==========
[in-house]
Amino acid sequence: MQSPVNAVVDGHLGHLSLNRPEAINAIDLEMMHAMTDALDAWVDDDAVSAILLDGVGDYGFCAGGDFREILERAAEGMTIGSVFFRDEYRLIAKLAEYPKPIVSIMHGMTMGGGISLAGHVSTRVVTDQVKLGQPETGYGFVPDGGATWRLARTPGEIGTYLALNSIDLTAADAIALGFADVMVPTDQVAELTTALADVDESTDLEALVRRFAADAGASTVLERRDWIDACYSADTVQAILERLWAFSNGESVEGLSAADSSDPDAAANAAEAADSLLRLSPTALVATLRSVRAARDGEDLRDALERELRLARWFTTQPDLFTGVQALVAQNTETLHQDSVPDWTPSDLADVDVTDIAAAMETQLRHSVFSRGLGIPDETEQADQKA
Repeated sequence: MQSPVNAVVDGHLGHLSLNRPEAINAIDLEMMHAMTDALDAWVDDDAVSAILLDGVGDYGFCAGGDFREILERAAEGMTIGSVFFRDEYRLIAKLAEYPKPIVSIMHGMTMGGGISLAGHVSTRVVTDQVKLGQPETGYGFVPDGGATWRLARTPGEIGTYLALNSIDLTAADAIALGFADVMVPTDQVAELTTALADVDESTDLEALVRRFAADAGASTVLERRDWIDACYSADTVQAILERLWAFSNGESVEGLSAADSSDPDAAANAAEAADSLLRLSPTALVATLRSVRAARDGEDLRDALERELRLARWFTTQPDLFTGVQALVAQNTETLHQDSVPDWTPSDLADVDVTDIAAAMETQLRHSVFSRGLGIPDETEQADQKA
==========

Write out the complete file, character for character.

[in-house]
Amino acid sequence: MQSPVNAVVDGHLGHLSLNRPEAINAIDLEMMHAMTDALDAWVDDDAVSAILLDGVGDYGFCAGGDFREILERAAEGMTIGSVFFRDEYRLIAKLAEYPKPIVSIMHGMTMGGGISLAGHVSTRVVTDQVKLGQPETGYGFVPDGGATWRLARTPGEIGTYLALNSIDLTAADAIALGFADVMVPTDQVAELTTALADVDESTDLEALVRRFAADAGASTVLERRDWIDACYSADTVQAILERLWAFSNGESVEGLSAADSSDPDAAANAAEAADSLLRLSPTALVATLRSVRAARDGEDLRDALERELRLARWFTTQPDLFTGVQALVAQNTETLHQDSVPDWTPSDLADVDVTDIAAAMETQLRHSVFSRGLGIPDETEQADQKA
Repeated sequence: MQSPVNAVVDGHLGHLSLNRPEAINAIDLEMMHAMTDALDAWVDDDAVSAILLDGVGDYGFCAGGDFREILERAAEGMTIGSVFFRDEYRLIAKLAEYPKPIVSIMHGMTMGGGISLAGHVSTRVVTDQVKLGQPETGYGFVPDGGATWRLARTPGEIGTYLALNSIDLTAADAIALGFADVMVPTDQVAELTTALADVDESTDLEALVRRFAADAGASTVLERRDWIDACYSADTVQAILERLWAFSNGESVEGLSAADSSDPDAAANAAEAADSLLRLSPTALVATLRSVRAARDGEDLRDALERELRLARWFTTQPDLFTGVQALVAQNTETLHQDSVPDWTPSDLADVDVTDIAAAMETQLRHSVFSRGLGIPDETEQADQKA